New 9/11 Institute to give US schools tools to educate on terrorist attacks

Twenty-one years after the 9/11 terror attacks, advocates are hard at work to ensure that today’s youth will ‘never forget’ what happened that devastating day.

Frank Siller created the Tunnel to Towers Foundation after his brother Stephen, a New York City fighter, died saving the lives of others on September 11, 2001.

Only 16 of America’s 50 states require students be taught about 9/11, Siller told Fox & Friends host Steve Doocy.

‘It’s appalling,’ Siller said earlier this week. ‘It’s very upsetting. And that’s why the 21st year is more important, the things that we’re doing to make sure we never forget at the Tunnel to Towers Foundation.’

To combat the stunning lack of education in the US about the terror attacks, the organization announced Wednesday it has launched the 9/11 Institute.

The 9/11 Institute is a program that will give schools around the country the proper tools and curriculum to educate students from kindergarten into twelfth grade about 9/11.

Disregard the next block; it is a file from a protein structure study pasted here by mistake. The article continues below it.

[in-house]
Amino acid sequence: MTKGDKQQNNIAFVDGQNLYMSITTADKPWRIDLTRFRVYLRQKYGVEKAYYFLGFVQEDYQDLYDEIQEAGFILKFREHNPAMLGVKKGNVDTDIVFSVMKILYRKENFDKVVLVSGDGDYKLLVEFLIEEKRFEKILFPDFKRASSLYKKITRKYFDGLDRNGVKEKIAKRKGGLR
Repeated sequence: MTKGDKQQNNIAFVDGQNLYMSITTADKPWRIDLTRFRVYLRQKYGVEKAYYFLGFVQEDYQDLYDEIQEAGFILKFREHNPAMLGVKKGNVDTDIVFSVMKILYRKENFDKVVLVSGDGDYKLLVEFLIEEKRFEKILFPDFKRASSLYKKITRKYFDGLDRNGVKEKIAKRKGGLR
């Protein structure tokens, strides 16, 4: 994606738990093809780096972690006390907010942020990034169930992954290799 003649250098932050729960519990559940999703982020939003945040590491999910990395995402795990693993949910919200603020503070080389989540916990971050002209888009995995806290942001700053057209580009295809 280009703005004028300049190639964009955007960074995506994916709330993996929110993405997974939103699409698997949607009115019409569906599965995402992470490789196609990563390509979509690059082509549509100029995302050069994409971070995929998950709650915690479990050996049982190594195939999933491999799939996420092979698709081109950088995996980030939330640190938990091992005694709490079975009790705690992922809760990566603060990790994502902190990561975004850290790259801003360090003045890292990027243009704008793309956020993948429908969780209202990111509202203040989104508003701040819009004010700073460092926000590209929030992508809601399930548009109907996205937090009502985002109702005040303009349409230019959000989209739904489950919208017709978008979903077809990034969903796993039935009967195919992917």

The curriculum, which will include nonfiction resources and various lessons and activities, was developed by educators within the 9/11 community, the organization stated.

Out of the 16 states that currently require that students be taught about the terror attacks, only three require curriculum on the subject for each school year from Kindergarten to 12th grade.

‘It’s so easy to forget. This next generation is not being taught in school and it’s our obligation to make sure that we never forget,’ Siller said.

Tunnel to Towers will also have a mobile exhibit traveling throughout the US to serve as a tribute to the 2,977 lives lost 21 years ago. The massive 83-foot-long trailer transforms into an 1,100-square-foot interactive exhibit.

Inside the truck there are countless 9/11 artifacts. The whole operation is fully manned by firefighters who responded to the Twin Towers during the terror attack.

The organization also has a speaker’s bureau, which includes hundreds of firefighters, police officers and other individuals who experienced the terror attacks and can share their firsthand stories of the day.

Siller stated that ‘over the years, it has become increasingly clear that we must do more to educate the younger generations, to make sure they hear the stories of the thousands of ordinary people who have become our heroes’.

‘Only 16 states in our country require even a mention of 9/11 – a mention, not that it be taught comprehensively,’ he said. ‘That is unacceptable, and we are going to change that moving forward.’

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